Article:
Led by founders and VFX supervisors John Gross and Fred Pienkos, the Muse VFX team used Fusion Studio for the second season of the hit television series. “A lot of our work on the show’s VFX revolved around characters and creatures, everything from monsters to mice,” said Pienkos.
One of those creatures was the "Delusion Monster," which began in the season’s first episode by hatching from an egg and grew over the season run to gigantic proportions.
“The baby 'Delusion Monster' was always covered in sticky black goo and it left footprints wherever it went, so I came up with a way to create them in Fusion Studio,” said VFX generalist Bryan Ray. “The ambient occlusion (AO) buffer from the render showed where the creature's feet touched the floor, so I used the Trails tool to make the footprints linger after he took another step. Then I used a couple of custom macros to give the footprints some volume and reflectivity.”
By episode six, the “Delusion Monster” had grown in scale to fill entire rooms. To help with its lighting, Muse VFX used Fusion Studio’s SDK to create MultiMerge Fuse for performing merges, which is now available for public use through Reactor, a free and open source package manager for Fusion and DaVinci Resolve.
Ray explained, “The 'Delusion Monster' was black and shiny, like tar, and in some scenes the lights were strobing; all of which made lighting him a challenge. The detail in the surface quality and lighting required many revisions in order to achieve the look and there just wasn't time to push that many new renders through.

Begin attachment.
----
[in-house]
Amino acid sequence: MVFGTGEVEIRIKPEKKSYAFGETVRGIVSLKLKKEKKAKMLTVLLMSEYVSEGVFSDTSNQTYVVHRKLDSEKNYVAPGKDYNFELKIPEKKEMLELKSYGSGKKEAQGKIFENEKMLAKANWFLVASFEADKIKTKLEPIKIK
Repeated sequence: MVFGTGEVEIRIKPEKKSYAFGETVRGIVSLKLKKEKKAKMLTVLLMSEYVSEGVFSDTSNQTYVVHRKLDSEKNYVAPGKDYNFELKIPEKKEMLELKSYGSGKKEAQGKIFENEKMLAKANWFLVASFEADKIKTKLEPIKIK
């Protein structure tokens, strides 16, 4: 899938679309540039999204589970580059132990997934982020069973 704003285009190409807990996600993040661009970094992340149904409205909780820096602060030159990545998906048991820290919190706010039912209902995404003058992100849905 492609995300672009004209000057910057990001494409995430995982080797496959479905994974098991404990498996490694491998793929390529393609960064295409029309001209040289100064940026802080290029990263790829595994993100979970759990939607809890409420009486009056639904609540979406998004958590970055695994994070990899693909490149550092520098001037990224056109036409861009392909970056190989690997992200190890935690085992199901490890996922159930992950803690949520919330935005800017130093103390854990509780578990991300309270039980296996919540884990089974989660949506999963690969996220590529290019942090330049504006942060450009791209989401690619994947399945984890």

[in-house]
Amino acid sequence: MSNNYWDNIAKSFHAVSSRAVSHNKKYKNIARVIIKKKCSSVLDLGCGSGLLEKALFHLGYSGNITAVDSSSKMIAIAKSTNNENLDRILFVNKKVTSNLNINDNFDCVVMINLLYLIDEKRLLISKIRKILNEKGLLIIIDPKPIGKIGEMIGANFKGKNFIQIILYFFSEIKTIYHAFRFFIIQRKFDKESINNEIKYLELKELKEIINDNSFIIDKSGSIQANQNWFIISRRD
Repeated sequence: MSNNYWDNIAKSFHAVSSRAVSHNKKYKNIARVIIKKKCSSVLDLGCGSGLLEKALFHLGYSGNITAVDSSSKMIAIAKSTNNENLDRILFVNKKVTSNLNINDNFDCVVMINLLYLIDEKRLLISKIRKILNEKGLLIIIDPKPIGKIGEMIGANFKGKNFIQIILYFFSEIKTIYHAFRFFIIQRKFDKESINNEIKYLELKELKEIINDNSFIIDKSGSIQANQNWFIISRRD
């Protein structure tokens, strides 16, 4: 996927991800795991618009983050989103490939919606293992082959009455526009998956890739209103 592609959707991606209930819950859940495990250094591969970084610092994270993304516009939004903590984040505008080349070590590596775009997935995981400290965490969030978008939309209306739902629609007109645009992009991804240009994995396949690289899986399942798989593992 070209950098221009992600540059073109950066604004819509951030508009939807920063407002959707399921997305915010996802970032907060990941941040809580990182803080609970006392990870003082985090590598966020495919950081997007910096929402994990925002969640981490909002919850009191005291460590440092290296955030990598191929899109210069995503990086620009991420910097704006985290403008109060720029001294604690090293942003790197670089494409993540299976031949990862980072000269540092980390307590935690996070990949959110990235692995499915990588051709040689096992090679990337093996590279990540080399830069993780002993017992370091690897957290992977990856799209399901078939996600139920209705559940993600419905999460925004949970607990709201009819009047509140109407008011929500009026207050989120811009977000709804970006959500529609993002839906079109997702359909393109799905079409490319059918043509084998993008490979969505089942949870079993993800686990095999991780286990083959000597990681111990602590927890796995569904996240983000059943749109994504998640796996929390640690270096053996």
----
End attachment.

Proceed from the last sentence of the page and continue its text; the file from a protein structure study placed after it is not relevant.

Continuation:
“We gave ourselves more flexibility by rendering lighting passes, and in some cases we had as many as seven lighting renders. Achieving the desired look usually required balancing them against one another, but with so many individual Blend controls to adjust, compositors were spending a lot of time clicking between the Merges. I used Fusion Studio's SDK to create a MultiMerge Fuse to alleviate that problem. MultiMerge presents the artist with a list of inputs and Blend sliders all in one control panel, not unlike a studio's lighting console.”
According to Muse VFX, Fusion Studio’s 3D compositing environment was a critical component of several shots throughout the season. For one shot, Muse VFX had to add a CG needle to a compass. “We were still working out the design with the client, so we knew that modeling, animating and rendering in 3D software would take too much time. Instead, we used a plugin in Fusion Studio to build the needle from a spline. This allowed us to quickly iterate the shape and decoration of the needle, turning around a dozen versions in less than a week,” noted Ray.
In season two, David Haller and his friends joined forces with the government agency, Division 3, to combat their common enemy, the Shadow King. A long establishing shot of the Division 3 building required a handoff from a 3D camera move to the camera motion produced on set. Ray explained, “The camera started in an extreme wide shot of the city skyline, dominated by the Division 3 building. It flew in through a window, down a long hallway, and ended on a view through a barred jail cell window. The ability to import an Alembic camera file and match its position to a camera created with Fusion Studio’s Camera Tracker made the handoff seamless.”
Based on the Marvel Comics by Chris Claremont and Bill Sienkiewicz, Legion is the story of “David Haller” (Dan Stevens), a man who believed himself to be schizophrenic only to discover that he may actually be the most powerful mutant the world has ever seen. The series also stars Rachel Keller, Aubrey Plaza, Bill Irwin, Navid Negahban, Jemaine Clement, Jeremie Harris, Amber Midthunder, Hamish Linklater and Jean Smart.